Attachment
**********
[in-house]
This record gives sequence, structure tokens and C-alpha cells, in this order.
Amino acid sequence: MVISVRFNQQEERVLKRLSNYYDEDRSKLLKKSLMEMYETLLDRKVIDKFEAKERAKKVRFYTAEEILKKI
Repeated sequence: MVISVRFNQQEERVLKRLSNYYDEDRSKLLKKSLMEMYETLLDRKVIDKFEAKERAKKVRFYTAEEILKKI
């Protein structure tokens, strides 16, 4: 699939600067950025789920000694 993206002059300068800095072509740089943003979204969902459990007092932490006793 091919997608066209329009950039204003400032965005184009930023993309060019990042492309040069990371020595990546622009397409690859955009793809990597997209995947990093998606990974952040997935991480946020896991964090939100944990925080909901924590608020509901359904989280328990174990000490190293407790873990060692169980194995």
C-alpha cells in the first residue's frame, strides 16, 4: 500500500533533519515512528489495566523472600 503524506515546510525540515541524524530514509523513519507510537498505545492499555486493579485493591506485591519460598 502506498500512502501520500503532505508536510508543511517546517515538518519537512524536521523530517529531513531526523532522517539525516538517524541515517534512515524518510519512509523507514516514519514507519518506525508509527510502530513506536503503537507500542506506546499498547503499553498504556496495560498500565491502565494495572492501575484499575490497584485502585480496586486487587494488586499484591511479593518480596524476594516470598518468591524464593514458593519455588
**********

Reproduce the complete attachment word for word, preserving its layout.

[in-house]
This record gives sequence, structure tokens and C-alpha cells, in this order.
Amino acid sequence: MVISVRFNQQEERVLKRLSNYYDEDRSKLLKKSLMEMYETLLDRKVIDKFEAKERAKKVRFYTAEEILKKI
Repeated sequence: MVISVRFNQQEERVLKRLSNYYDEDRSKLLKKSLMEMYETLLDRKVIDKFEAKERAKKVRFYTAEEILKKI
């Protein structure tokens, strides 16, 4: 699939600067950025789920000694 993206002059300068800095072509740089943003979204969902459990007092932490006793 091919997608066209329009950039204003400032965005184009930023993309060019990042492309040069990371020595990546622009397409690859955009793809990597997209995947990093998606990974952040997935991480946020896991964090939100944990925080909901924590608020509901359904989280328990174990000490190293407790873990060692169980194995």
C-alpha cells in the first residue's frame, strides 16, 4: 500500500533533519515512528489495566523472600 503524506515546510525540515541524524530514509523513519507510537498505545492499555486493579485493591506485591519460598 502506498500512502501520500503532505508536510508543511517546517515538518519537512524536521523530517529531513531526523532522517539525516538517524541515517534512515524518510519512509523507514516514519514507519518506525508509527510502530513506536503503537507500542506506546499498547503499553498504556496495560498500565491502565494495572492501575484499575490497584485502585480496586486487587494488586499484591511479593518480596524476594516470598518468591524464593514458593519455588